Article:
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Three men have been arrested, and what is thought to be a training site for hackers closed down, as Chinese officials get tough in the wake of the Google Gmail human rights hacking scandal.

While China has something of a history of being tough on political activists, online multi-player gaming and not forgetting the big pornography crackdown it has, until now, shown little appetite for a Chinese hacker takeaway.

Yet the Black Hawk Safety Net website, the largest hacking site in China according to officials from the Hubei province, has been shut down according to Chinese state sources as the authorities start putting new laws banning the both the design and distribution of hacking tools into motion. Local newspapers such as the China Daily and the Wuhan Evening News, as well as the official paper of the Communist Party, the People's Daily, the official paper of the Communist Party, report that members of Black Hawk Safety Net were committing online crime using just such tools.

It is common knowledge within the IT security world that several sites in China play a pivotal role in offering hacker training tools including 'how to' videos, and are thought to make a pretty tidy profit as a result. In the case of Black Hawk Safety Net assets worth 1.7m yuan, web servers, assorted computers and a car were seized during the raid.

The timing of the announcement is interesting, coming as it does within a few weeks of Google claiming that hackers in China were behind the attempts to steal data human rights activists using the Gmail service within the country. Interesting because you might think that this was a carefully orchestrated move to allay fears in the West that China is, if not actively encouraging, condoning through a lack of action such attacks. Interesting, because those reporting on the story in China reckon that the raid leading to the arrests and closure happened in November, before the Google hacking story broke around the world. Interesting because it is odd to only report it so triumphantly now, unless it is being done as some kind of retrospective post Google-hack damage control after all.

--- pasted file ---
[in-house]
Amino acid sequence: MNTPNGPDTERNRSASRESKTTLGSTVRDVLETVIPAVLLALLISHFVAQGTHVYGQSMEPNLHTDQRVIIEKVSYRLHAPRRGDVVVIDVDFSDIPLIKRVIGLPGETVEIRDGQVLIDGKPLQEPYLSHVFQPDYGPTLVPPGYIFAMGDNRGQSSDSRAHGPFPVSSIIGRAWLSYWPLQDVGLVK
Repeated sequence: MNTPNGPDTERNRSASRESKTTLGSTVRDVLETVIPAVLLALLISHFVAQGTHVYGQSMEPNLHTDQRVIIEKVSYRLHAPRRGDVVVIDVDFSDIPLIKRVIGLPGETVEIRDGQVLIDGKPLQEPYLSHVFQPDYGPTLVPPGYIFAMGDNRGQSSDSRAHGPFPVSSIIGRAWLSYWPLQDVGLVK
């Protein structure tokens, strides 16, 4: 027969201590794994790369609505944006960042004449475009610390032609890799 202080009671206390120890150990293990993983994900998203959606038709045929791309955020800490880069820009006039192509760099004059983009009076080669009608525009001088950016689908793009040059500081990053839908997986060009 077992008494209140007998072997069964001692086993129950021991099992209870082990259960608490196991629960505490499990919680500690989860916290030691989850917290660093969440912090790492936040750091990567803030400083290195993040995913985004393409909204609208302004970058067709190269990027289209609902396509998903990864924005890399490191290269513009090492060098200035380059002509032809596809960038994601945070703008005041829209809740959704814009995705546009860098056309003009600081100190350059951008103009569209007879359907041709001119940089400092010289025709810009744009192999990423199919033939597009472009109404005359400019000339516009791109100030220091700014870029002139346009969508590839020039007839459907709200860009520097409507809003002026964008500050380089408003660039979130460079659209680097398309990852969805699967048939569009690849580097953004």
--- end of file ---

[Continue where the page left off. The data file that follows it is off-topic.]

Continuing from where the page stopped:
As Editorial Director and Managing Analyst with IT Security Thing I am putting more than two decades of consulting experience into providing opinionated insight regarding the security threat landscape for IT security professionals. As an Editorial Fellow with Dennis Publishing, I bring more than two decades of writing experience across the technology industry into publications such as Alphr, IT Pro and (in good old fashioned print) PC Pro. I also write for SC Magazine UK and Infosecurity, as well as The Times and Sunday Times newspapers. Along the way I have been honoured with a Technology Journalist of the Year award, and three Information Security Journalist of the Year awards. Most humbling, though, was the Enigma Award for 'lifetime contribution to IT security journalism' bestowed on me in 2011.

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